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Why Did Some Auto Parts Stocks Start the Quarter in the Red?

Zacks Equity Research

Some major auto part manufacturers started the journey into the second quarter of 2017 in red. O'Reilly Automotive, Inc. ORLY and AutoZone, Inc. AZO were downgraded by Cleveland Research and saw their share prices declining 4.1% and 3.1%, respectively, on Apr 4. Meanwhile, Advance Auto Parts Inc AAP, CarMax Inc KMX and Genuine Parts Company GPC also witnessed declines of 1.9%, 4.3% and 2.2%, respectively.

These companies face a number of concerns that may impact their financial results.

Weak Vehicle Sales

A number of auto manufacturers reported U.S. sales, which came in weak. The U.S. light-vehicle sales fell 1.7% year over year in March with decline in sales at Ford, Honda, Toyota among others more than offsetting the increase at Nissan and General Motors.

On a SAAR basis, annualized sales rate declined to 16.6 million, coming below expectations and the lowest pace of sales since Feb 2015. This decline has come amid rising discounts by auto makers to promote sales.

While these manufacturers bear the brunt of the weak sales, auto part producers are anticipated to face headwinds due to this decline. Lower sales imply fewer parts that would need to be replaced, indicating low future sales for these companies.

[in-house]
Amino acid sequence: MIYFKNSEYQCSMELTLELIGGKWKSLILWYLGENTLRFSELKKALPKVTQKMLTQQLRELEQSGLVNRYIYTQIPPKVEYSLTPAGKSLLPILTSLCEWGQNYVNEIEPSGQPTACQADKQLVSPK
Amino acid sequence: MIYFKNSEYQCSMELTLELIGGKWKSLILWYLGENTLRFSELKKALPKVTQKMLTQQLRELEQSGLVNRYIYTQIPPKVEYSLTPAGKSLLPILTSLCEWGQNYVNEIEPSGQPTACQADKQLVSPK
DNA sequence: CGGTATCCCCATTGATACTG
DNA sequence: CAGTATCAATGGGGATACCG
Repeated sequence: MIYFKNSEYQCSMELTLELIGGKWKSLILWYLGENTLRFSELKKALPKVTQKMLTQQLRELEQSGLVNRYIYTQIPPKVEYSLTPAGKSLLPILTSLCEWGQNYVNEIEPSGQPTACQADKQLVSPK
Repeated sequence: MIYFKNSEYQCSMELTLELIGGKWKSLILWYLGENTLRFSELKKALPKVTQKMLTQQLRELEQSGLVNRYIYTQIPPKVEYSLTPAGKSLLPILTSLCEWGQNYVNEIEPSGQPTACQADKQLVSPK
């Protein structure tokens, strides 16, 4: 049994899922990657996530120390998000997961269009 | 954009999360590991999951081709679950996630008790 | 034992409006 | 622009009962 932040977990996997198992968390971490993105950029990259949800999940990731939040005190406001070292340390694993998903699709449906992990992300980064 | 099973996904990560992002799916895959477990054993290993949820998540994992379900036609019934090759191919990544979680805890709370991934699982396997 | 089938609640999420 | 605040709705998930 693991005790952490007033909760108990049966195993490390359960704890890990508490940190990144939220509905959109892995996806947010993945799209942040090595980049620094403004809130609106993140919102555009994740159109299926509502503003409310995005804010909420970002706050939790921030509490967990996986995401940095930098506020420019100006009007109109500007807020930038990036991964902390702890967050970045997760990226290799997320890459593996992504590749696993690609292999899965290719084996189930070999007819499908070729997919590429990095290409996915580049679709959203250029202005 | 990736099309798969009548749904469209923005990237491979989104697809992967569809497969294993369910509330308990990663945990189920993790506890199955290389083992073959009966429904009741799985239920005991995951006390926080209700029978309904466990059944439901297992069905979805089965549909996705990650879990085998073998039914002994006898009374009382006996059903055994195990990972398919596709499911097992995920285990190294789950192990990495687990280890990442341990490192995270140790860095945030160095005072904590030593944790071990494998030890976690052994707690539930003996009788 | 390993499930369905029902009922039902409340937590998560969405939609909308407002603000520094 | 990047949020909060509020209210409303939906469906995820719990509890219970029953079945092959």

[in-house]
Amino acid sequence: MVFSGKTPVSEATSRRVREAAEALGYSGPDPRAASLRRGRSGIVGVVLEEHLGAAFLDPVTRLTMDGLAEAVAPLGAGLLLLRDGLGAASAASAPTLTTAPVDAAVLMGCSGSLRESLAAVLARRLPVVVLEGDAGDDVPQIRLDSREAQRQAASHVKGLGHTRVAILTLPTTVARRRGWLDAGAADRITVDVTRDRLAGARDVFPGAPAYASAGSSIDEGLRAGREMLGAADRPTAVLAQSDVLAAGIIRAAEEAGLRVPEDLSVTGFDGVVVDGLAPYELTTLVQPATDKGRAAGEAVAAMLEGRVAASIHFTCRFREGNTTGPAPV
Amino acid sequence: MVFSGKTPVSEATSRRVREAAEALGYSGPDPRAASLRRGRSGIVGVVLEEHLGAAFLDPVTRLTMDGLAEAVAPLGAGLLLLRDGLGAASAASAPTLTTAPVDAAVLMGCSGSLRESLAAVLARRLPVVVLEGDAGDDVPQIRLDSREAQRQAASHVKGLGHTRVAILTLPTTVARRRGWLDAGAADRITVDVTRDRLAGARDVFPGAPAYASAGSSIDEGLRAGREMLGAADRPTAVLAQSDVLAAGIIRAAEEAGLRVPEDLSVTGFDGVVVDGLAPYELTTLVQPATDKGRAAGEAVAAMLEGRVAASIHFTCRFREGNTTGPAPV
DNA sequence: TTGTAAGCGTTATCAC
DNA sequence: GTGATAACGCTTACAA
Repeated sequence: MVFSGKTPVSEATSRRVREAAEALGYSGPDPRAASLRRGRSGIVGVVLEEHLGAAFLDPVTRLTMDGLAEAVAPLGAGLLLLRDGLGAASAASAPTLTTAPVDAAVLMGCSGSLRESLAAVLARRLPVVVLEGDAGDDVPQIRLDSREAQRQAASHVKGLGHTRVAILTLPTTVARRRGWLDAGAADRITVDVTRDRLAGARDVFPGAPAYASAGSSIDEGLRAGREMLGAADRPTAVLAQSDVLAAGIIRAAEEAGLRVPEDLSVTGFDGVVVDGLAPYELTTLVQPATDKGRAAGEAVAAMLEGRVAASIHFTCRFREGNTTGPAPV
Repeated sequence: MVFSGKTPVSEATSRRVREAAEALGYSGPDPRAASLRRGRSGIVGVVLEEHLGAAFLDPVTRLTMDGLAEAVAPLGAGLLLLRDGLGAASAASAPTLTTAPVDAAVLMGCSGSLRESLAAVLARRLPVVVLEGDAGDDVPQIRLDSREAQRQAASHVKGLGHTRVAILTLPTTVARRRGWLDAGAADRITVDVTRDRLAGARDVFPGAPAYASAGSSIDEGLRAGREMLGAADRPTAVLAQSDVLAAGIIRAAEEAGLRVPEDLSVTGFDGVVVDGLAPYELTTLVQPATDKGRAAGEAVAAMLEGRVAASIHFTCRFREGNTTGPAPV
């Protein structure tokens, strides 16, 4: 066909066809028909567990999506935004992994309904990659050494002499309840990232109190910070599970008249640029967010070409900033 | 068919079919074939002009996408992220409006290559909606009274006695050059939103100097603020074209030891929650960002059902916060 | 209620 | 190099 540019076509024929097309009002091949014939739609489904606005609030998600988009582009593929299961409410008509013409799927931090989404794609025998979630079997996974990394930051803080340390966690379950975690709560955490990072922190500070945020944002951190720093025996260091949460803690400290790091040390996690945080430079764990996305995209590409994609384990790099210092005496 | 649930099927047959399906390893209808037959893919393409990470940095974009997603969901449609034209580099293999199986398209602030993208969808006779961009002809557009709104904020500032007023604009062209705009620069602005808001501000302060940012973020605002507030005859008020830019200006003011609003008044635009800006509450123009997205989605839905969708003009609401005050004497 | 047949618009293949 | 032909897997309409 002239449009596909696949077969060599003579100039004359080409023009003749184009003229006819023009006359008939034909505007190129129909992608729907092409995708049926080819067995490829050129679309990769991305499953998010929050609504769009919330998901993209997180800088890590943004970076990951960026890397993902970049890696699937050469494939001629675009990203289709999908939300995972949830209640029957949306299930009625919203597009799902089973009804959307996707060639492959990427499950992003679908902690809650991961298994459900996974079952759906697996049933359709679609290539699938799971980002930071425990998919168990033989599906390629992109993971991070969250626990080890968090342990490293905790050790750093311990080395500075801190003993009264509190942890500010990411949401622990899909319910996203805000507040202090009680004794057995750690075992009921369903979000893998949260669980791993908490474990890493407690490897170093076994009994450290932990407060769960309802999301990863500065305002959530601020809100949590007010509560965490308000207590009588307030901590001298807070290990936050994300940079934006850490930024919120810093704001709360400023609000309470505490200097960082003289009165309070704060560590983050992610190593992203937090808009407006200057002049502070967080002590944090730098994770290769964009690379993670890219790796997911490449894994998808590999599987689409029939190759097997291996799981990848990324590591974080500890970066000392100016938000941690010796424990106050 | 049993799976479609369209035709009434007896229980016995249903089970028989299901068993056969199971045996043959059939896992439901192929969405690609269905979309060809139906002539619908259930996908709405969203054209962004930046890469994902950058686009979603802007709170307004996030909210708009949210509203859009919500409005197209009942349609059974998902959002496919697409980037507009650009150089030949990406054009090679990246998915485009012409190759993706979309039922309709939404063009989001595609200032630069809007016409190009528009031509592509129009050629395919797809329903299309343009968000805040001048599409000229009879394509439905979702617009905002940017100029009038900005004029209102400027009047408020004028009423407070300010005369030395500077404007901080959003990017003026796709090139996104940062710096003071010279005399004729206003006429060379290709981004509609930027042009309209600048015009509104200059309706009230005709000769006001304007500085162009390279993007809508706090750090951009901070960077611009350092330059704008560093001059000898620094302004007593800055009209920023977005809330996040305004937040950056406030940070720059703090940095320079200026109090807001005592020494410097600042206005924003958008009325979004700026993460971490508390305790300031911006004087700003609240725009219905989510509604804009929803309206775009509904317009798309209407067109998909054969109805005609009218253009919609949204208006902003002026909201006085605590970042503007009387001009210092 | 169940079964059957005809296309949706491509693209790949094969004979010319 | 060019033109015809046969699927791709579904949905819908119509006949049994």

Per Cleveland Research, auto part manufacturers may also suffer currently as there are fewer vehicles that need to be repaired due to the low sales during the last recession.

DIY Trend Weakening

Cleveland Research has also reported weakness in demand from do-it-yourself (DIY) customers, which is likely to lead to a fall in comparable store sales for companies such as O'Reilly and AutoZone. Weak comp sales were witnessed in February as well as March, lowering outlook confidence in the sales for 2017.

Moreover, increasing products offered at Walmart and Amazon add to the pressure faced by the companies.

Expected Decline in Used Car Prices

Morgan Stanley has projected the decline of used car prices by 20% over the next four years, and may also go as low as 50%. This expected decline is supported by the near end of lease terms for vehicles, which would then be sent back to car dealerships thereby increasing the supply of used cars. The competition is expected to help lower prices.

Moreover, recently the auto industry has been experiencing a boom with car sales increasing consecutively for seven years. The large inventory of new vehicles is indicative of the fact that the requirement for used vehicles will be lower.

The Industry’s Performance

In the past year, the Zacks classified Automotive - Retail and Wholesale - Parts industry has underperformed the broader market. While the industry has lost 2.5%, the S&P 500 has gained 15%.

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